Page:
Senators support hybrid work setup, ask govt to stop ‘choking’ WFH firms

REMOTE work should be implemented at every opportunity possible, both to boost the economy, ease congestion on the streets, and improve labor productivity and families’ well-being, according to Sen. Grace Poe.

Taking the floor in Tuesday’s plenary session, Poe delivered a privileged speech asking the entire Marcos government to “think outside the cubicle and allow modern technologies for hybrid work arrangements in the country to thrive in promoting inclusive economic growth.”

Poe drew strong support from two senators, Majority Leader Joel Villanueva and Sen. Jinggoy Ejercito Estrada.

Poe pointed out that “hybrid work is not a radical, futuristic idea whose time is yet to come. It is an old friend knocking on our door.”

Presiding as chairperson of the Senate Committee on Economic Affairs, Poe has been stressing, “As it did in the past, remote work has proven its versatility and should not be downplayed or undermined.”

She lamented how “the tug of war between working in the office and working remotely is playing out before our eyes,” citing the impasse between the Fiscal Incentives Review Board (FIRB) and the Philippine Economic Zone Authority (Peza)-registered firms on terminating work-from-home (WFH) arrangements by September 2022.

“We have seen firsthand how excessive meddling by bureaucrats can choke out innovation,” the lawmaker lamented, observing that “the FIRB’s heavy-handed policies appear to be headed in the same direction—a warning earlier aired by economists worried that the obsession with policy may be choking a sector that is a key pillar of growth, or the information technology and business process outsourcing [IT-BPO].”

The FIRB and the past leadership of the Department of Finance had argued that their insistence on limiting the WFH entitlements of the IT-BPO arose from a need to comply with the CREATE law, and compelled outsourcing firms to have workers report onsite to the export processing zones where they are registered, or lose all their fiscal incentives.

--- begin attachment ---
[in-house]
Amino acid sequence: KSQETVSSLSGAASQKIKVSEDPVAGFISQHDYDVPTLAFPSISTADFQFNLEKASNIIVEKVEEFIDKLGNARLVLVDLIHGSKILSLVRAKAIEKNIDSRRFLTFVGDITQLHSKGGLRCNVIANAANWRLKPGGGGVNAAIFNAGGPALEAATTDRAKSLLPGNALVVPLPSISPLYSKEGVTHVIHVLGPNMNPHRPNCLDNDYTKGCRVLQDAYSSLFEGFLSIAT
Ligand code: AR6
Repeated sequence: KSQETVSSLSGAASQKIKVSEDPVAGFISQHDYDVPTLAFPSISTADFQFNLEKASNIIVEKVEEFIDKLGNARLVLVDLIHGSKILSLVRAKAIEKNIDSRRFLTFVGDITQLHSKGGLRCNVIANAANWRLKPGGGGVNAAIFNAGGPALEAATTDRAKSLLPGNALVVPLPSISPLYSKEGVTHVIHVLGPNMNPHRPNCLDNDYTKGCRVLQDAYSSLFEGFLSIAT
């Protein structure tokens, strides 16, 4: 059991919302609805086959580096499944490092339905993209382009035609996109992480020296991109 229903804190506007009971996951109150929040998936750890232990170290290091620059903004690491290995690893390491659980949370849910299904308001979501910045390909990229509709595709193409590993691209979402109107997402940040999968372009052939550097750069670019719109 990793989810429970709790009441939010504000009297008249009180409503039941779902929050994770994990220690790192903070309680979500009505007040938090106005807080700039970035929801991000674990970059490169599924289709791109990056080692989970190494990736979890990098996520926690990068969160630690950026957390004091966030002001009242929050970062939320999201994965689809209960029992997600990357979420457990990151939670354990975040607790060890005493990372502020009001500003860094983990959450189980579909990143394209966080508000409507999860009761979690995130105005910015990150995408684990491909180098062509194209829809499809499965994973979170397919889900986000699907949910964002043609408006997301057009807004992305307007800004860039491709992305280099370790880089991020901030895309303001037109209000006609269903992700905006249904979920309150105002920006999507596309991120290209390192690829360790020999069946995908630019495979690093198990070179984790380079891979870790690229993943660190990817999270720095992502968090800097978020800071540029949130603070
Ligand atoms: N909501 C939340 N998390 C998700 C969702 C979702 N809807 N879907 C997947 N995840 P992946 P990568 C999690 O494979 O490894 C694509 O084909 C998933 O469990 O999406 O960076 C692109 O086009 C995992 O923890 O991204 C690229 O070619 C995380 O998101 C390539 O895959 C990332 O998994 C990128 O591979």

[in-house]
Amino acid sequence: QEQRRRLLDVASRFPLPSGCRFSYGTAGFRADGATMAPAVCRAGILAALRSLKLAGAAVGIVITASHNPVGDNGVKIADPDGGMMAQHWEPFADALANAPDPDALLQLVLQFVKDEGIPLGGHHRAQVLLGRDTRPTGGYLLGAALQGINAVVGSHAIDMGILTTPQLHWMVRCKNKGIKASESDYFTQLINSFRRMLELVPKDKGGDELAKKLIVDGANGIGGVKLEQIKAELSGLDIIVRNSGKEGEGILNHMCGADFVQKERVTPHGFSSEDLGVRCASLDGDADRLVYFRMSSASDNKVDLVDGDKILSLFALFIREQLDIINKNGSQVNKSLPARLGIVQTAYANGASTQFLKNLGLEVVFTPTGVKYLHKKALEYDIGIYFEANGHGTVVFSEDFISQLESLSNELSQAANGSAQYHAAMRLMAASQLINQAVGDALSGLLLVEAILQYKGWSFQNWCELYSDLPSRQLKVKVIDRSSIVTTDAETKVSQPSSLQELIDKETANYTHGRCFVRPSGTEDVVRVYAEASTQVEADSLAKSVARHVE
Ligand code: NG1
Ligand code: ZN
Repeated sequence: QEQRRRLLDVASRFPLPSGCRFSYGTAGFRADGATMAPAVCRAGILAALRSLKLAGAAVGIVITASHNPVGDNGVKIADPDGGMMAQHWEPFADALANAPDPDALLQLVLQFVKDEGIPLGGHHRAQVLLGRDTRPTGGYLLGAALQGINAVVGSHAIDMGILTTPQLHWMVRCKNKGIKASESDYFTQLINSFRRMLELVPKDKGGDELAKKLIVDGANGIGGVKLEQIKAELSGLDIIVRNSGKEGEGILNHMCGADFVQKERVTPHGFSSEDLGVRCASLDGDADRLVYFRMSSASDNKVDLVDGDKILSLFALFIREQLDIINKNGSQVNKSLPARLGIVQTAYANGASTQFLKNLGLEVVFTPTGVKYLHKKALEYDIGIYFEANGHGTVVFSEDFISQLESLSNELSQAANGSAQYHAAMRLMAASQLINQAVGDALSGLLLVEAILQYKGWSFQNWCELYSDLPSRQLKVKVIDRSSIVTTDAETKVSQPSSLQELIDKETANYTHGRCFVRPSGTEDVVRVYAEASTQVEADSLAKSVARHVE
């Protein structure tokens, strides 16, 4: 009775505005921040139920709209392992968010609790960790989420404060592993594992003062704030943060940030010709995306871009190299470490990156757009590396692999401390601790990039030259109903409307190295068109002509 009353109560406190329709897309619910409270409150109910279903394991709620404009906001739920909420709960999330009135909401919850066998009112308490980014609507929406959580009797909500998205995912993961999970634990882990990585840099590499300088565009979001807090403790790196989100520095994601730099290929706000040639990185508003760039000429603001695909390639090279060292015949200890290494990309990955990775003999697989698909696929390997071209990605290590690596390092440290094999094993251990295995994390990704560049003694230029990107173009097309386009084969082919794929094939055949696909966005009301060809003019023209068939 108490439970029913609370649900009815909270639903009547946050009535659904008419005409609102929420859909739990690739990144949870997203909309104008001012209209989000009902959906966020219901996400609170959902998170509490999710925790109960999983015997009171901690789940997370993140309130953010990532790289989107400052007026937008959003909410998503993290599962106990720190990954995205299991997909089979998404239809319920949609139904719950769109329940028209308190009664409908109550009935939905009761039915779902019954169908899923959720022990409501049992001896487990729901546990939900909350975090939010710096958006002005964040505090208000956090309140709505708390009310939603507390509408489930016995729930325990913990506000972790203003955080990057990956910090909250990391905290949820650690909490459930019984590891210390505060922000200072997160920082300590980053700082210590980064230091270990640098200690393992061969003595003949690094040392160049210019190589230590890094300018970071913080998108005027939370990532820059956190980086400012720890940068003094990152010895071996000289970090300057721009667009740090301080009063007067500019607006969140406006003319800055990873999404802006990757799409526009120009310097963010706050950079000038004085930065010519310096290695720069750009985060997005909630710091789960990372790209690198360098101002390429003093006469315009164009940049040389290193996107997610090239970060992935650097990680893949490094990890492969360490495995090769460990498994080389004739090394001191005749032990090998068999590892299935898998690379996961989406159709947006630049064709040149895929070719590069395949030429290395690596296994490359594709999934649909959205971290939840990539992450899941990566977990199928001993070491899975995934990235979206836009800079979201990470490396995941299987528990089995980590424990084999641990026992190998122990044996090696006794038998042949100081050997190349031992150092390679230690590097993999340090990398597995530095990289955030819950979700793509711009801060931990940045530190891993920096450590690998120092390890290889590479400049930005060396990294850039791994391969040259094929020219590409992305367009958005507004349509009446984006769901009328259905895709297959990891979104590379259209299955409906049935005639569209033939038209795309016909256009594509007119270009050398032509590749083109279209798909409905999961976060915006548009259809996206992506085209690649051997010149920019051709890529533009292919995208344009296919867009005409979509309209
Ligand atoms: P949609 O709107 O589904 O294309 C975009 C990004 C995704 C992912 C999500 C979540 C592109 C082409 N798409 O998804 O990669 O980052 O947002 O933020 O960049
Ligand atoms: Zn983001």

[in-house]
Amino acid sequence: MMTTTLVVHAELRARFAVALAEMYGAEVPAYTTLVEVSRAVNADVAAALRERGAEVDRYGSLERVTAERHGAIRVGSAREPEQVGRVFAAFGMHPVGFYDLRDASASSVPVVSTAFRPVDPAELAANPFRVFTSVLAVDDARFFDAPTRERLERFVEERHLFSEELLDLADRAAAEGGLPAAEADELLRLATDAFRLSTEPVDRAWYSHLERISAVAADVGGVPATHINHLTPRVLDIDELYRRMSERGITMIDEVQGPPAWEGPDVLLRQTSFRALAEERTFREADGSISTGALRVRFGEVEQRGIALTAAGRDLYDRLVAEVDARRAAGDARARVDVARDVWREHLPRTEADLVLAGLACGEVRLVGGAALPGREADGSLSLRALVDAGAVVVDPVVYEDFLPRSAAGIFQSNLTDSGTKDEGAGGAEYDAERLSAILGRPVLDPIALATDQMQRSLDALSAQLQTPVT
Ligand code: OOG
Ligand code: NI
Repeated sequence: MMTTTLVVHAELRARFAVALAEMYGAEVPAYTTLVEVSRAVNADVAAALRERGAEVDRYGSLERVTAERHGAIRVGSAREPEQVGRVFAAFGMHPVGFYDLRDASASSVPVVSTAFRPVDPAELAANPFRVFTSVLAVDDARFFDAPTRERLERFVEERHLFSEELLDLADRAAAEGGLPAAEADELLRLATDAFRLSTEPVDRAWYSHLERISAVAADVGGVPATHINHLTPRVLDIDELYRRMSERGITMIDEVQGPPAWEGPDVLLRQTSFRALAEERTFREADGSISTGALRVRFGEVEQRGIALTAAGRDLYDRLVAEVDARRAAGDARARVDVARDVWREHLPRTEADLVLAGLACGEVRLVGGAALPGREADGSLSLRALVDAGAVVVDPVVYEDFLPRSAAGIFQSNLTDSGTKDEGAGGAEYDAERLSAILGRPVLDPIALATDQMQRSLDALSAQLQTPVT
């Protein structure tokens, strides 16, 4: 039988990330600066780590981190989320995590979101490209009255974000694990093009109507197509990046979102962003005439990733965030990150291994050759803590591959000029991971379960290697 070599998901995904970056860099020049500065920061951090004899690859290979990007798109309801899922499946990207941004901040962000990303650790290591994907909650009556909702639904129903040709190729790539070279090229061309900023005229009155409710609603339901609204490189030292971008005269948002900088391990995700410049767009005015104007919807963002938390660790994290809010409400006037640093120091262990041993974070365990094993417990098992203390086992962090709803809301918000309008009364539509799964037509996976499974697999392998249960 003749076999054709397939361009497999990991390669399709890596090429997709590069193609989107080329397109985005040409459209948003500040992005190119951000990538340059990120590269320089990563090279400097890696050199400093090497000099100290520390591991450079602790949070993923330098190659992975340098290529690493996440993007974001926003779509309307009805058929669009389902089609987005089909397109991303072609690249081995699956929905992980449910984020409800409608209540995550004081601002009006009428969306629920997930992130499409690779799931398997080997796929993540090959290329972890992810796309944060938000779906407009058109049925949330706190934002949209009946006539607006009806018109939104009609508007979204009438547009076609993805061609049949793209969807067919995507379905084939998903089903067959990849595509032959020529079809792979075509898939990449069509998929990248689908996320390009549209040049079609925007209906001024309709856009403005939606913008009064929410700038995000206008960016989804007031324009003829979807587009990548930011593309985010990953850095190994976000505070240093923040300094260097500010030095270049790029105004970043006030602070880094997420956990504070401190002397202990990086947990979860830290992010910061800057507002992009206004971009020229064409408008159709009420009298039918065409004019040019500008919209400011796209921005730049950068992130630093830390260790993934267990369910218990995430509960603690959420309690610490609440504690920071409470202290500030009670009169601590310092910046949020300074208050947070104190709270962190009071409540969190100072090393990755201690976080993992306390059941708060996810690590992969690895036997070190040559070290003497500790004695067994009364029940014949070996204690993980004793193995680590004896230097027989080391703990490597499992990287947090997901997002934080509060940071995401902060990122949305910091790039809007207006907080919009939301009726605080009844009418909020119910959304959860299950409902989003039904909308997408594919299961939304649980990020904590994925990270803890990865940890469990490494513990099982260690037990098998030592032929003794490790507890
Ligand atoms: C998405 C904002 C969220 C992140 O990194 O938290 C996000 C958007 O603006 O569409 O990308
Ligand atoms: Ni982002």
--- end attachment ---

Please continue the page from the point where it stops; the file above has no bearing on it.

Several huge firms opted to lose their perks, saying it was more important to keep their workers, in whom they had also invested so much, and who keep their business successful.

In her speech, Poe rued, “This is a clear example where government is the problem, not the solution.”

Study: WFH win-win for all

AT the same time, she pointed to a study published in the Philippine Review of Economics last year, recording that up to one-third of jobs in the country’s capital have telework potential, while 22 million workers’ jobs are partially teleworkable.

Poe added: “Working from home paid dividends in terms of physical, emotional and mental health: 74.2 percent reported improved physical fitness; 35.7 percent had a more relaxed working environment; and 27.8 percent had more time to spend on personal relationships,” citing the CISCO global hybrid work 2022 study.

In filing Senate Resolution No. 125, Poe paved the way for the Senate to mount an inquiry into the implementation of the Telecommuting Act or Republic Act (RA) 11165 in order to propose amendments to the measure, “with the end goal of promoting work-from-home and hybrid work arrangements.”

Her resolution noted, “RA 11165 recognizes technological developments that opened new and alternative avenues for employees to carry out their work, such as telecommuting and other flexible work arrangements.”

Invoking Section 8 of the law directing the Department of Labor and Employment to establish and maintain a telecommuting pilot program and submit findings to Congress, Poe added, “We should push back on agencies who refuse to think ‘outside the cubicle.’ Let’s work together to turn work into something that we do, not something we only need to go to.”

For his part, Sen. Jinggoy Ejercito Estrada thanked Poe for bringing up the issue of hybrid works in her speech. Estrada, a staunch advocate of labor, employment and human resources, noted that the WFH arrangement saved the industry and the country at the height of the Covid-19 pandemic where human intervention and human interaction activities were restricted for safety and security concerns.

The senator said he favors adopting a hybrid setup for types of work that can be accomplished remotely and virtually, adding that such work setup will open doors for more and better employment opportunities especially for women, senior citizens and persons with disabilities.

“I also agree with all the advantages cited by Sen. Grace Poe and those mentioned by fellow advocates. We have to move with the demands of time and trend and we have to adapt accordingly,” Estrada said.

Majority Leader Joel Villanueva, main author of the telecommuting act, also welcomed Poe’s initiative and declared full support for it.